Computer cooling; what to choose!

Wondering about what computer cooling solution you should choose let’s take you on a tour through the world of cooling.

There are quite a few ways to cool your computer to choose from when you first start digging.

Air cooling: Air cooling is what your computer came with, a fan blows air on a heat sink which sit’s on top of your CPU and thereby cools it. The standard coolers that come with computers or CPU’s from the manufacturer are OK for stock use I guess tho they tend to make a lot of noise and no one likes that. To reduce the noise and gain better cooling you can change the standard cooler with an aftermarket air cooler like this one, this is a bit taller than the original one but not so much it will not fit inside most computer cases but do check the measurements before buying! This cooler comes with a controller that let’s you change the speed of the fan, so you can adjust the noise it makes this cooler in specific is rated to make only 27 dB on max and a barely hear able 18 dB at its lowest setting. We can recommend this cooler as we use it in our server, and it has been running almost constant for about 6 years without failing once!

Picture: Zalman.com

Liquid Cooling: Liquid cooling is a very nice substitute for air cooling but most kits require a bit more technical skills to mount than a regular air cooler. There is some real easy kits as well and we’ll get back to them later. Liquid coolers work by transferring the CPU’s heat into the cooling liquid through a block mounted on top of the CPU usually made from copper, the heated water goes through a radiator that has one or several fans that blow cold air through it like the radiator on your car, thereby cooling the water again before it goes into the tank and starts all over. This gives you a much lower CPU temp than air cooling which is a plus, the fans on the radiator are usually low noise fans that don’t generate much noise, the pumps do make some noise but newer pumps make less and less noise with newer technology arriving these self built kit’s can be expanded to cool hard drives, graphics card or motherboard chipset you can even get liquid cooled power supply’s to build into these kit’s but then again you have to do all the work your self, and if they leak you are usually the one to blame so warranty will most likely not cover it!. Now for the easy kit’s i talked about earlier, these are called closed-loop systems, they come put together and pre-filled from the factory and all you do is mount them and press play, they cool down your computer significantly better than stock air coolers do and you don’t have to build them your self but they are not expandable like the kit’s I talked about above. They don’t cost as much as a DIY kit and don’t need any maintenance! I have used the Corsair H70 my self on a 140 W CPU and it kept it pretty cold compared to the an aftermarket air cooler did.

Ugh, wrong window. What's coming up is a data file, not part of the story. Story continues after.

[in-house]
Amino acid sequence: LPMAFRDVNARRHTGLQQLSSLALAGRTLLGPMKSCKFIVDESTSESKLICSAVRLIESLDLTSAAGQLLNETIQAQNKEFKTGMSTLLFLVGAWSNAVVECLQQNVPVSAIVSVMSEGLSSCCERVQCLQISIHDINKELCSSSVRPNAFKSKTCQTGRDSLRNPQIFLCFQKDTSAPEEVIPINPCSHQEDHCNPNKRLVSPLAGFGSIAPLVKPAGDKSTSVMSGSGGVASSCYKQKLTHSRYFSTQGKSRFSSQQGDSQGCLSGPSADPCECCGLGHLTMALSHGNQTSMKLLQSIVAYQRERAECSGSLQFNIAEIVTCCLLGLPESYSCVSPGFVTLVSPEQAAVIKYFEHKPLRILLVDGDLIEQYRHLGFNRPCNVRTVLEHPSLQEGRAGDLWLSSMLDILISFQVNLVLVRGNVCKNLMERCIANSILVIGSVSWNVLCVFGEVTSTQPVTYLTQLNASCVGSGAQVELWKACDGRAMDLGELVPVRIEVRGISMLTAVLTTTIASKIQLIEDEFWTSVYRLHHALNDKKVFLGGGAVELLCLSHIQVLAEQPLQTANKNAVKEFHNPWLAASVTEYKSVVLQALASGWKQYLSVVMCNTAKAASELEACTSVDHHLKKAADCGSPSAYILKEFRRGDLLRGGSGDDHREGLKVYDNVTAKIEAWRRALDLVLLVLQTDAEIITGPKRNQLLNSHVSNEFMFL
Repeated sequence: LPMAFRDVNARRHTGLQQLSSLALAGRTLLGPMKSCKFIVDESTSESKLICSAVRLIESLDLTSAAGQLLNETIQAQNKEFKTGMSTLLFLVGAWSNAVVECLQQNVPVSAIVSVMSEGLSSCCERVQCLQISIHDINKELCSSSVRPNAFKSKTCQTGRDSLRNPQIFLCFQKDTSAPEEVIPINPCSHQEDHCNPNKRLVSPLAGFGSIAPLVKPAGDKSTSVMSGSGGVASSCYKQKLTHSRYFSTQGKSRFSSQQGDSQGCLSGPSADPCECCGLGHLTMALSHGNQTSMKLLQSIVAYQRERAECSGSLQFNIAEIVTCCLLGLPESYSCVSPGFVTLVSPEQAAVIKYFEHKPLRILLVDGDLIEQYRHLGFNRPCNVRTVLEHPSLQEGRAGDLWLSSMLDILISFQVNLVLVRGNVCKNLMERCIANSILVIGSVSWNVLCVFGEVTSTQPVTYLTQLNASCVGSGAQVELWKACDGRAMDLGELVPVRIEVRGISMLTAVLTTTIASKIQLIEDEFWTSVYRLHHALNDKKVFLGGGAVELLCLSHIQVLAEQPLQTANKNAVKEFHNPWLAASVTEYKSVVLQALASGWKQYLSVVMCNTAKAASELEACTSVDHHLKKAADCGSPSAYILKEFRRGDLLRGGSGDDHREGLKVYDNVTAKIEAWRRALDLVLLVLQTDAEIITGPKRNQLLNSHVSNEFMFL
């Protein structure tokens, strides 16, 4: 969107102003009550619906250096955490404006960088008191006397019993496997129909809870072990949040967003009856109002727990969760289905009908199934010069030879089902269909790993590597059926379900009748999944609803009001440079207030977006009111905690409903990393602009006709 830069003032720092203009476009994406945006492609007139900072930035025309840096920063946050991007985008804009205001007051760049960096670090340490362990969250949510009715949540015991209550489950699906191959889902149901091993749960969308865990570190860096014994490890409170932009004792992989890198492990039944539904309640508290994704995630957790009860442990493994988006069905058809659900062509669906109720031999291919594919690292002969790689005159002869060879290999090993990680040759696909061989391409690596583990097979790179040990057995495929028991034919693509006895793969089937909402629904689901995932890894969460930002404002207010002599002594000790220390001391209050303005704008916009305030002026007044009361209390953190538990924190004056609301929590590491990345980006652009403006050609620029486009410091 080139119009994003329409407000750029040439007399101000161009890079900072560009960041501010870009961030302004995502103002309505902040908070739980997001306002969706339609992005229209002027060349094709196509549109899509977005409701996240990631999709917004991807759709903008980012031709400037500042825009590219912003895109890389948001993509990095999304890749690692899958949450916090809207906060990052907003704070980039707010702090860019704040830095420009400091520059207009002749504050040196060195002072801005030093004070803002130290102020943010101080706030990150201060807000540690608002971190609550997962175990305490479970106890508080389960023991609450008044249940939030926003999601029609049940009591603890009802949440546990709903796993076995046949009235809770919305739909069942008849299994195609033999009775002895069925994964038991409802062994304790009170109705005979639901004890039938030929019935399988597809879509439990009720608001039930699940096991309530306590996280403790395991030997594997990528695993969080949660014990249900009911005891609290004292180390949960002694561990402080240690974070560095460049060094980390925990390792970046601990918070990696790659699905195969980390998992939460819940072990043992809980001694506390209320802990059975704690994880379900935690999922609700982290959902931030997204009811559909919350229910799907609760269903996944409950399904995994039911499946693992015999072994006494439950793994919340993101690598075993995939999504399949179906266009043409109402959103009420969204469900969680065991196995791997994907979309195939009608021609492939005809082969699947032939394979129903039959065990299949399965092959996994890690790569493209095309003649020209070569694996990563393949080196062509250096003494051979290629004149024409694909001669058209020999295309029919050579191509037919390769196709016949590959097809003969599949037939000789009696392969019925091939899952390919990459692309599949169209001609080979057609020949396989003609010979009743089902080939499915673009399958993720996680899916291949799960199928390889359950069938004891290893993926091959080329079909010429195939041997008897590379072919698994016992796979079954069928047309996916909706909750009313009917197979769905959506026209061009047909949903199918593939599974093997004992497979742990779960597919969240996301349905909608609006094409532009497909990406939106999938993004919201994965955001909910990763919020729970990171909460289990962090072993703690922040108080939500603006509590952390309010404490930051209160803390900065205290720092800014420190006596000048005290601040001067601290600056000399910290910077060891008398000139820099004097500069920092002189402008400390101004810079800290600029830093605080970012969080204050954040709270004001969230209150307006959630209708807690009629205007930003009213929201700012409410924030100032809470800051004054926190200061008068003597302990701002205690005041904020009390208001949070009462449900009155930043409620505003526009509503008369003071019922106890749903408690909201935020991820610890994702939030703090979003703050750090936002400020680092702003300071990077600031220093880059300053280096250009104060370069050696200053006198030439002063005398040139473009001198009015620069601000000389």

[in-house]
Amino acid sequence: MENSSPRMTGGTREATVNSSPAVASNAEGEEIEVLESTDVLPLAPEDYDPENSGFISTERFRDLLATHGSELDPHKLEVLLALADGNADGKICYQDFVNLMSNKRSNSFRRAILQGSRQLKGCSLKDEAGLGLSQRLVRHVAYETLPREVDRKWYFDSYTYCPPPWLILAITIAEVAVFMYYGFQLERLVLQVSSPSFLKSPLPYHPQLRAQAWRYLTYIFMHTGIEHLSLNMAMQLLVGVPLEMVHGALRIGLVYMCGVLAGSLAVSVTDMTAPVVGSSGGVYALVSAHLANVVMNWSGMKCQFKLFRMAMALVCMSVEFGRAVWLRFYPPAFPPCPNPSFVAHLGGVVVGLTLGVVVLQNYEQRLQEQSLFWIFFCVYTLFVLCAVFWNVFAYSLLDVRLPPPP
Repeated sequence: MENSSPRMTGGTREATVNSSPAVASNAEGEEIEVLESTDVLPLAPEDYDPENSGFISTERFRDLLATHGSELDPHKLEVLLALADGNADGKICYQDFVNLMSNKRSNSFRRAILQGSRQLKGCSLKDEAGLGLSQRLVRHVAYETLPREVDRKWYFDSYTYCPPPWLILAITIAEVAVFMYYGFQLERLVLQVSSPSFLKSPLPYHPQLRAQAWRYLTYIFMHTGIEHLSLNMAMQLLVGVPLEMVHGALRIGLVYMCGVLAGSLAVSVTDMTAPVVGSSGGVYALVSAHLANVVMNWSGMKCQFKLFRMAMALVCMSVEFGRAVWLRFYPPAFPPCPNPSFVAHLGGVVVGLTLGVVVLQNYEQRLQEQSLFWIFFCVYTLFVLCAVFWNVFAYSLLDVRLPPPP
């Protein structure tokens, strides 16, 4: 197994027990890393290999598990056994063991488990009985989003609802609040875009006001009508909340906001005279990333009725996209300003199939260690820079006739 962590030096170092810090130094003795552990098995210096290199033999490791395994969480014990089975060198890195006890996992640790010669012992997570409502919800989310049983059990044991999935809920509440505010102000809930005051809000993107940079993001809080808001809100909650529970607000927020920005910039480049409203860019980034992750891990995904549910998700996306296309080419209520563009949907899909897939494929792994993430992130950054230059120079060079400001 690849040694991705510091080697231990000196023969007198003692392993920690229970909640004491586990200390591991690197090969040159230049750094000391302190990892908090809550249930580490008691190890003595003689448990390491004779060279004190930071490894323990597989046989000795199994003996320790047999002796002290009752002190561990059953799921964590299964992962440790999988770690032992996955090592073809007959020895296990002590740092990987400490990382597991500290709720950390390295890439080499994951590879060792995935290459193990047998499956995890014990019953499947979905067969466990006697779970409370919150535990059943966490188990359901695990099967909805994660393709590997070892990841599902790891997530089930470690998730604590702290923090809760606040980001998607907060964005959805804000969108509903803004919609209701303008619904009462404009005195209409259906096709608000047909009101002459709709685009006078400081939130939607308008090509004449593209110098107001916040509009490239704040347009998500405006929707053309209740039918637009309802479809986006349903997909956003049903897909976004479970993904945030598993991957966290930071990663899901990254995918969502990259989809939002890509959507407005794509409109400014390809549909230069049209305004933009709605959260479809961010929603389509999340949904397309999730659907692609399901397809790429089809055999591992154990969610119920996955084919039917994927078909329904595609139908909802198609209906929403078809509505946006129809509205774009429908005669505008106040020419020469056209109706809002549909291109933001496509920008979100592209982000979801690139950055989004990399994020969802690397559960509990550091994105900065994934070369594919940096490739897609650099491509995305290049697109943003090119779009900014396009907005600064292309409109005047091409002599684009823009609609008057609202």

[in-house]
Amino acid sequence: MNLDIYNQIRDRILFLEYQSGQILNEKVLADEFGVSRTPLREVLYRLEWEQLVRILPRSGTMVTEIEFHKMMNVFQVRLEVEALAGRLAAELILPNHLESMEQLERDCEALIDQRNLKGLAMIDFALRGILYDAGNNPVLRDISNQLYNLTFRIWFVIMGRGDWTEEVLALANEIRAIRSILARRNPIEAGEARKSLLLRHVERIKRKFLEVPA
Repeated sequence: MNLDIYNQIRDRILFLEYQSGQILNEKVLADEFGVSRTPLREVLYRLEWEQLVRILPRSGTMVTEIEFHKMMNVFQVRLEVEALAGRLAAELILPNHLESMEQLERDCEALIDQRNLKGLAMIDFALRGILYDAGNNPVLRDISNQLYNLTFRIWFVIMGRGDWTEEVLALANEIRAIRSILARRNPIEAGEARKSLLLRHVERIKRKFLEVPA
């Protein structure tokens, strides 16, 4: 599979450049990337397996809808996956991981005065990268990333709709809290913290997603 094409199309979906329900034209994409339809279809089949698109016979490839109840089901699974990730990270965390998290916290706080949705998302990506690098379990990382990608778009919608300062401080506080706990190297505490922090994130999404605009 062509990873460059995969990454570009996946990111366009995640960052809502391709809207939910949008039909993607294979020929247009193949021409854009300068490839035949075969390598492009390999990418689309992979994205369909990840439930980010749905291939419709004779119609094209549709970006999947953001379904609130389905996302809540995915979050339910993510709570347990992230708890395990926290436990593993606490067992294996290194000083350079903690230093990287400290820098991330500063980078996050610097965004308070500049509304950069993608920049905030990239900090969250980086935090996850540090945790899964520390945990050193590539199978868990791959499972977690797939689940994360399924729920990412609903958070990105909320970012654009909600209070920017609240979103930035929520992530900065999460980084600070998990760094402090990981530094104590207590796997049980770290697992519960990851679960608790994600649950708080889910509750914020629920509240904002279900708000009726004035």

Picture: Tweaknews.net

Picture: Corsair

Peltier Cooling: Peltier is an electrical phenomenon that occurs when one apply a voltage between two electrodes connected to a sample of semiconductor material, in English this means when you apply power through a Peltier element it transfers heat from one side of the element to the other side thereby cooling the hot side eg. the CPU, these pads are expensive and do not really offer a good cooling to power ratio as they need allot of power to cool efficiently.

Picture: dansdata.com

Phase change cooling: Also known as Vapor phase change cooling is in theory the same as the cooler in your freezer, Liquid R134a gas flow from the compressor and through the block that is mounted on top of the CPU, called the CPU head, there the liquid absorbs the heat from the CPU through phase change when it vaporizes into gas form and is led back into the compressor and then through a condenser where it returns to liquid form and the cycle restarts.  These systems are also expensive but they offer extensive cooling properties as long as you can keep it from generating condense inside your computer. We have not tested these systems our self but reading through other tests seems to give the same picture, they cool very good, take up a bit space and cost allot!

Picture: octools.com

LNG or Liquid Nitrogen Gass: This is a cooling method reserved for the hardcore overclockers only, this method involves pouring compressed Nitrogen at -196 degrees Celsius directly on the face of the CPU, instantly freezing it. This way one can reach insane CPU speeds but as the method is useless to regular consumers we’re not going any deeper into this. If you do wish more info click here .

Picture: speedingcomputer.com

 

So… which one should you choose? well that depends on your use, if your computer is mainly used for surfing, mail and just runs on stock speed and aftermarket air cooler is right up your alley, there are a large quantity of makes to choose from so spend some time to figure out what suits your needs and your budget. We like Zalman products when going for quiet but look around and find the right one for you!

If you are a gamer that require high performance of your system you can go for a top of the line air cooler like the Noctua NH-D14 if you have room for it inside your case, this is an extreme air cooler but it is also huge so you might be better of with a closed loop liquid cooling system or if you got the skills and the money I recommend from personal experience a full liquid cooling solution, as with air cooling there is a large amount of producers, you should start by reading the basics of water cooling and getting to know how the systems work, and what you need to make them work. Then when you know what you need, sett up a list and go shopping.

If you spend all your spare time chasing the ultimate overclock you should look into phase change or LNG cooling, but then again if you do then you already know don’t you!

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